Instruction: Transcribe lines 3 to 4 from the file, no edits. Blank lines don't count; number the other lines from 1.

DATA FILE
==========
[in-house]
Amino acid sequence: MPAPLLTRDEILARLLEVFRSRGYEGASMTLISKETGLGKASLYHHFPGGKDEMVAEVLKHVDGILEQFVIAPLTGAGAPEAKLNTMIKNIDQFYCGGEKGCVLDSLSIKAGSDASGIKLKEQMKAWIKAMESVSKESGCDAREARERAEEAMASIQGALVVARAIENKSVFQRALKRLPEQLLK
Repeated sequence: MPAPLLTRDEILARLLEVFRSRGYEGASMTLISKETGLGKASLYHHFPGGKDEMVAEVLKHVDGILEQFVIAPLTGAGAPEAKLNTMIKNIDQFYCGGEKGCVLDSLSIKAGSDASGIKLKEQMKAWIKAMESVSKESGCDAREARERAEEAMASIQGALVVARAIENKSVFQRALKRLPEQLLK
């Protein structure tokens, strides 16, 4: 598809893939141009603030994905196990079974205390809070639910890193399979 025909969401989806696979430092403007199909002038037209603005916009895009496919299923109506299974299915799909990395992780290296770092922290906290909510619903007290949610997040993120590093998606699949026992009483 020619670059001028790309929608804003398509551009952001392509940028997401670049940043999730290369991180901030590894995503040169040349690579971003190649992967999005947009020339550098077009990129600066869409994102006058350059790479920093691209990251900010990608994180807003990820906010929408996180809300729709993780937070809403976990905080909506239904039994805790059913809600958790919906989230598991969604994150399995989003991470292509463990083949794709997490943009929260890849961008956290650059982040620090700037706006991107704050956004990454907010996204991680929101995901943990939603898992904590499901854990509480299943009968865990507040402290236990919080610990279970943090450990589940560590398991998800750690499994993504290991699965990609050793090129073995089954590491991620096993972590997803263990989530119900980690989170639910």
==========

Repeated sequence: MPAPLLTRDEILARLLEVFRSRGYEGASMTLISKETGLGKASLYHHFPGGKDEMVAEVLKHVDGILEQFVIAPLTGAGAPEAKLNTMIKNIDQFYCGGEKGCVLDSLSIKAGSDASGIKLKEQMKAWIKAMESVSKESGCDAREARERAEEAMASIQGALVVARAIENKSVFQRALKRLPEQLLK
């Protein structure tokens, strides 16, 4: 598809893939141009603030994905196990079974205390809070639910890193399979 025909969401989806696979430092403007199909002038037209603005916009895009496919299923109506299974299915799909990395992780290296770092922290906290909510619903007290949610997040993120590093998606699949026992009483 020619670059001028790309929608804003398509551009952001392509940028997401670049940043999730290369991180901030590894995503040169040349690579971003190649992967999005947009020339550098077009990129600066869409994102006058350059790479920093691209990251900010990608994180807003990820906010929408996180809300729709993780937070809403976990905080909506239904039994805790059913809600958790919906989230598991969604994150399995989003991470292509463990083949794709997490943009929260890849961008956290650059982040620090700037706006991107704050956004990454907010996204991680929101995901943990939603898992904590499901854990509480299943009968865990507040402290236990919080610990279970943090450990589940560590398991998800750690499994993504290991699965990609050793090129073995089954590491991620096993972590997803263990989530119900980690989170639910």